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Int J Biol Sci 2011; 7(4):469-475. doi:10.7150/ijbs.7.469

Research Paper

Sperm Nuclear Transfer and Transgenic Production in the Fish Medaka

Tongming Liu1,#, Ling Liu2, Qiwei Wei2, Yunhan Hong1,2 Corresponding address

1. Department of Biological Sciences, National University of Singapore, 10 Kent Ridge Crescent, Singapore 119260;
2. Key Laboratory of Freshwater Ecology, Yangtze River Fisheries Research Institute, Chinese Academy of Fishery Sciences, No. 8, 1st Wudayuan Road, Donghu Hi-Tech Development Zone, Wuhan, Hubei 430223, China.
#Present address: Department of Orthopaedic Surgery, National University of Singapore; DSO Kent Ridge 27, Medical Drive Singapore 119074

This is an open access article distributed under the terms of the Creative Commons Attribution (CC BY-NC) License. See http://ivyspring.com/terms for full terms and conditions.
How to cite this article:
Liu T, Liu L, Wei Q, Hong Y. Sperm Nuclear Transfer and Transgenic Production in the Fish Medaka. Int J Biol Sci 2011; 7(4):469-475. doi:10.7150/ijbs.7.469. Available from http://www.ijbs.com/v07p0469.htm

Abstract

Sperm nuclear transfer or intracytoplasmic sperm injection (ICSI) is a powerful assisted reproductive technology (ART) for treating human male infertility. Controversial reports of increased birth defects have raised concerns about the ART's safety. The cause for birth defects, however, has remained elusive for analysis in human because of the sample size, male infertility genetics, physiological heterogeneity and associated procedures such as embryo manipulations. Animal models are required to evaluate factors leading to the increased birth defects. Here we report the establishment of medakafish model for ICSI and transgenic production. This small laboratory fish has high fecundity and easy embryology. We show that ICSI produced a 5% high percentage of fertile animals that exhibited both paternal and maternal contribution as evidenced by the pigmentation marker. Furthermore, when sperm were pre-incubated with a plasmid ubiquitously expressing RFP and subjected to ICSI, 50% of sperm nuclear transplants showed germline transmission. We conclude that medaka is an excellent model for ICSI to evaluate birth defects and that sperm nuclear transfer can mediate stable gene transfer at high efficiency. Although more demanding for experimentation, sperm-mediated transgenesis should be particularly applicable for aquaculture species with a lengthy generation time and/or a large adult body size.

Keywords: medaka, nuclear transfer, sperm, gene transfer, transgenesis

Introduction

New assisted reproductive technology (ART) greatly enhances our ability to treat human infertility. For example, the development of sperm nuclear transfer or intracytoplasmic sperm injection (ICSI) has revolutionized the use of ART for treating human male infertility [1]. Since the birth of baby Louise Brown in 1978, who was conceived by in vitro fertilization (IVF) [2], ICSI in combination with IVF has increasingly been used to achieve pregnancies in couples with male infertility, resulting in more than 1 million babies worldwide conceived in this manner. In 2003 nearly 3% of children born in Scandinavia and 1.7% of children born in France were conceived using ICSI [3]. ART overcomes natural barriers that prevent fertilization. In contrast to many other therapeutic procedures, ART has, however, never been rigorously tested for safety before clinical use. The safety of ART has been questioned for 33 years since the first IVF-mediated birth and 19 years after the first use of ICSI. There is an incomplete and controversial picture of the risks associated with ART, which suggests that ICSI-conceived children are at increased risk of congenital defects and epigenetic syndromes [4].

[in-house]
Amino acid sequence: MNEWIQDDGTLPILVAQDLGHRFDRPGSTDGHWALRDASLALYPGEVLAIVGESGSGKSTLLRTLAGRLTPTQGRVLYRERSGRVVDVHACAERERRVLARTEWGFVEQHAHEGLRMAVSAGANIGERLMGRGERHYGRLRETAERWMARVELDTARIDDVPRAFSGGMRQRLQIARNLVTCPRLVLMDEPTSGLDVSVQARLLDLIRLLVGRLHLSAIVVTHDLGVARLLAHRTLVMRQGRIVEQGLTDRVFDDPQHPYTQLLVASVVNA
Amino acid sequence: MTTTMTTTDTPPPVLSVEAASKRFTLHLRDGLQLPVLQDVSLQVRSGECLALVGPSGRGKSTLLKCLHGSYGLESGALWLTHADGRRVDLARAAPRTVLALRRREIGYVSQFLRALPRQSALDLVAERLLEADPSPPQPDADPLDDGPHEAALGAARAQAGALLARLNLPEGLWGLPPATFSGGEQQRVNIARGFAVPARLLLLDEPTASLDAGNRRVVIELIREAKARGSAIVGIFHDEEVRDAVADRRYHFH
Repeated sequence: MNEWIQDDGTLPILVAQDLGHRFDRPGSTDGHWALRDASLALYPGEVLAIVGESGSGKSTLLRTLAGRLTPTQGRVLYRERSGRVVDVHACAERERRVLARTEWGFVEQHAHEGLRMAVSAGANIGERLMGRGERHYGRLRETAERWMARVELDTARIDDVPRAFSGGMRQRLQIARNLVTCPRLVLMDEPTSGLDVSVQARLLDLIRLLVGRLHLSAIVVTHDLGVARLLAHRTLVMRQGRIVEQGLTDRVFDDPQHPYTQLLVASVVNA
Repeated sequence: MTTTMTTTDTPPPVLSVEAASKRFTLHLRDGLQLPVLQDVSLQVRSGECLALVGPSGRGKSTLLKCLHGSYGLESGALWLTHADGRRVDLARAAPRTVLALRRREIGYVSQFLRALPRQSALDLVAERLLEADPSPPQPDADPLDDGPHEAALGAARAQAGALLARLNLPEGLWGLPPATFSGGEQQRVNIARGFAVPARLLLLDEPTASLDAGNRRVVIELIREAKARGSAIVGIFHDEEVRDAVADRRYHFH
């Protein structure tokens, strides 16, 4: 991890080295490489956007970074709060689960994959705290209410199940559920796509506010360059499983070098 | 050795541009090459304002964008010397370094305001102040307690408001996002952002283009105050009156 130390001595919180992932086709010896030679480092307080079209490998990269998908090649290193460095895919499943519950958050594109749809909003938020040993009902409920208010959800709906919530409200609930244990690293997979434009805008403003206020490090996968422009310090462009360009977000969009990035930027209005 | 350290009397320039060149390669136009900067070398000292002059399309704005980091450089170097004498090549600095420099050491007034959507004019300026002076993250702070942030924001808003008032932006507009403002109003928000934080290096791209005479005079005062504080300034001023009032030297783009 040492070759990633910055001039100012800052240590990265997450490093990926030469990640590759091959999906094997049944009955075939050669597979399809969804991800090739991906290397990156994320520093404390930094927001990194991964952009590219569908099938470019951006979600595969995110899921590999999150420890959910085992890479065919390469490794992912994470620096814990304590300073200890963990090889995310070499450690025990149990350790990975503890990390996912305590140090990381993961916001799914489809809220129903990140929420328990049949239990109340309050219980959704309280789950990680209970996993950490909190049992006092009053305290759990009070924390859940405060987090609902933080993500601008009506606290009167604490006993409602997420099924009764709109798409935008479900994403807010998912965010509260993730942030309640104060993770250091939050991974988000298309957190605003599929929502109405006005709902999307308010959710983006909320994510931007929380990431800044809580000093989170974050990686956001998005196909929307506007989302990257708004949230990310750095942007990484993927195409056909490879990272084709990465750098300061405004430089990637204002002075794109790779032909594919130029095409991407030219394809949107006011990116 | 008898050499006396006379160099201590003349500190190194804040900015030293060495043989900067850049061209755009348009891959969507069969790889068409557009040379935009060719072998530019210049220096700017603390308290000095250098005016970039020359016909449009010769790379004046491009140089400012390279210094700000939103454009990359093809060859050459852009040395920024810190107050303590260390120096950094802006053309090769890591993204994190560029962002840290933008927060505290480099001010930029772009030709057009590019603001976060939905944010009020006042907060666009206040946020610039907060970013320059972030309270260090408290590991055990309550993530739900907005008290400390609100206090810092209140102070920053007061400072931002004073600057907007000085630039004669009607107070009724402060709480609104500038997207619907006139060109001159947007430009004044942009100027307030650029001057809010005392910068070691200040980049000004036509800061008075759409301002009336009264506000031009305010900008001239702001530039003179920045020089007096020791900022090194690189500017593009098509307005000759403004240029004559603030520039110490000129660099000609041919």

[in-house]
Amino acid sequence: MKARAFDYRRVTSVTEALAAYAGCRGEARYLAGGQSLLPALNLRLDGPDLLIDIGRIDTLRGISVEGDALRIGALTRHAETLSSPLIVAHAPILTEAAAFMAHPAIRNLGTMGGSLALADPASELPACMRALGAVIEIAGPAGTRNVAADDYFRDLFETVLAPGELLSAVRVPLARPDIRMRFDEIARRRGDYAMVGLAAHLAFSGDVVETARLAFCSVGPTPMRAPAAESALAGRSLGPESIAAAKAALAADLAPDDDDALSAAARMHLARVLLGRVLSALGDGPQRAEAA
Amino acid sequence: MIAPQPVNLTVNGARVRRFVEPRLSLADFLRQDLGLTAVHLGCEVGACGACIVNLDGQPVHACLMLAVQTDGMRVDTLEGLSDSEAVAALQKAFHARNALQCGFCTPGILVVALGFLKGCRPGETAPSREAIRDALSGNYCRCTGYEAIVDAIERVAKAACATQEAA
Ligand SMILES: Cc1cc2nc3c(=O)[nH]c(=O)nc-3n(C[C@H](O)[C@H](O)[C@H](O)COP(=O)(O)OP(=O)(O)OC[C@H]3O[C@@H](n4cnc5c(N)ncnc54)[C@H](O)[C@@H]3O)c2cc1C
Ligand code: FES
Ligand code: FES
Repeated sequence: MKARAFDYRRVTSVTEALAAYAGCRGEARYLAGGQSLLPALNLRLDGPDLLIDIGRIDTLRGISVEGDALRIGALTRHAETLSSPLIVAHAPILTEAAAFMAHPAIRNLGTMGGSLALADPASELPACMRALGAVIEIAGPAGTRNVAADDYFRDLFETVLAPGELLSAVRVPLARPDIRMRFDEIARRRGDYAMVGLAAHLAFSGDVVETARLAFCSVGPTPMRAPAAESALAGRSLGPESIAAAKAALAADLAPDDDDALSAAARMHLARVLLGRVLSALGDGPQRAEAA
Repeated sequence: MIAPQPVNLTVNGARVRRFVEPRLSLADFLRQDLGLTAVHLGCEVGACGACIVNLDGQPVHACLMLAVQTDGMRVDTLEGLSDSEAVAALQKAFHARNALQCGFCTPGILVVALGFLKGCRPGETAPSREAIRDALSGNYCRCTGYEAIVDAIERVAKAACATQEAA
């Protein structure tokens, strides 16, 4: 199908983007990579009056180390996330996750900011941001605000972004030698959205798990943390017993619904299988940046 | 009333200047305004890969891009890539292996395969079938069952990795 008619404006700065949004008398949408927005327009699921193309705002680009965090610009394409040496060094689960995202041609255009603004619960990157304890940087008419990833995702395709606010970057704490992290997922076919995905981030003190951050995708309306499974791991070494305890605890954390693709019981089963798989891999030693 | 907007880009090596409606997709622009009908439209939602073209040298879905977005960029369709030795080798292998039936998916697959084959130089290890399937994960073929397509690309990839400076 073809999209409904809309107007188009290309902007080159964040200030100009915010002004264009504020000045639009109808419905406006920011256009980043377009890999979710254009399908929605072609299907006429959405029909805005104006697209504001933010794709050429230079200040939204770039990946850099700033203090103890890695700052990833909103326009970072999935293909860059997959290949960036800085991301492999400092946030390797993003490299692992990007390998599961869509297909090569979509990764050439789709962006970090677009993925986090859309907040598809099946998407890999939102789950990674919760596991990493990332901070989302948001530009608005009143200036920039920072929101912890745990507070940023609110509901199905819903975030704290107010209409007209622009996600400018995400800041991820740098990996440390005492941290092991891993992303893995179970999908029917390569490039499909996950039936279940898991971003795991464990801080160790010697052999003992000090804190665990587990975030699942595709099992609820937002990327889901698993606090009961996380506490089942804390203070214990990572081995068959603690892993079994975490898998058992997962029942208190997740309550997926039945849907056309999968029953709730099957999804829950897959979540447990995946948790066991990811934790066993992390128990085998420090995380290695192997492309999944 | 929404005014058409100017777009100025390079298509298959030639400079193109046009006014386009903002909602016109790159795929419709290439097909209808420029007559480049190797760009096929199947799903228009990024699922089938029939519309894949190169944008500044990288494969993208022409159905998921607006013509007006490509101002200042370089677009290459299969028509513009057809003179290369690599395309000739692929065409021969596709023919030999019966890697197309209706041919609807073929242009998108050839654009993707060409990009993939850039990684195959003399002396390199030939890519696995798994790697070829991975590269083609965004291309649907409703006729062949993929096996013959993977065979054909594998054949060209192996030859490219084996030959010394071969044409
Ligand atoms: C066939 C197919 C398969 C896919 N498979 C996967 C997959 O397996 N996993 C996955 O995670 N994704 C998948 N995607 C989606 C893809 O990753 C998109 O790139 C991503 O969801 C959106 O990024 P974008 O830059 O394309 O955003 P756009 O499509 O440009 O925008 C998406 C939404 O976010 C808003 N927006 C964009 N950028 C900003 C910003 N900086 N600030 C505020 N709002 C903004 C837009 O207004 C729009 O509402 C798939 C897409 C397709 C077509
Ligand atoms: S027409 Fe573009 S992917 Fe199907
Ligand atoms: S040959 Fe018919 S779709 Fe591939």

In human, it is challenging to establish whether ART-associated risks are related to the technology itself or the genetic and physiological defects of the parents [3]. In this regard, studies in model organisms will provide experimental data on genetic and technical parameters of ART-mediated reproduction. In particular, lower vertebrates such as fish offer excellent systems to evaluate ICSI-associated risks. Fish produce a large number of gametes and have external embryology. Nuclear transfer in fish has a long history of research [5]. Cell culture-derived nuclear transplant was obtained in 1986 [6], even 10 years before the cloned sheep Dolly [7]. Recently, procedures for somatic cell nuclear transfer have been well established in several species including zebrafish [8; 9] and medaka [10]. Medaka is an excellent model for stem cell biology [11-14], germ cell biology [15; 16] and reproductive biology [15; 17; 18]. Most importantly, we have shown in medaka that haploid embryonic stem cell nuclear transfer can generate a fertile semicloned fish called Holly [19]. In addition, ICSI has also been used to mediate stable gene transfer in zebrafish [20]. This study was aimed at the use of medaka as fish model to develop procedures for ICSI and sperm-mediated gene transfer.

2. Materials and Methods

2.1. Fish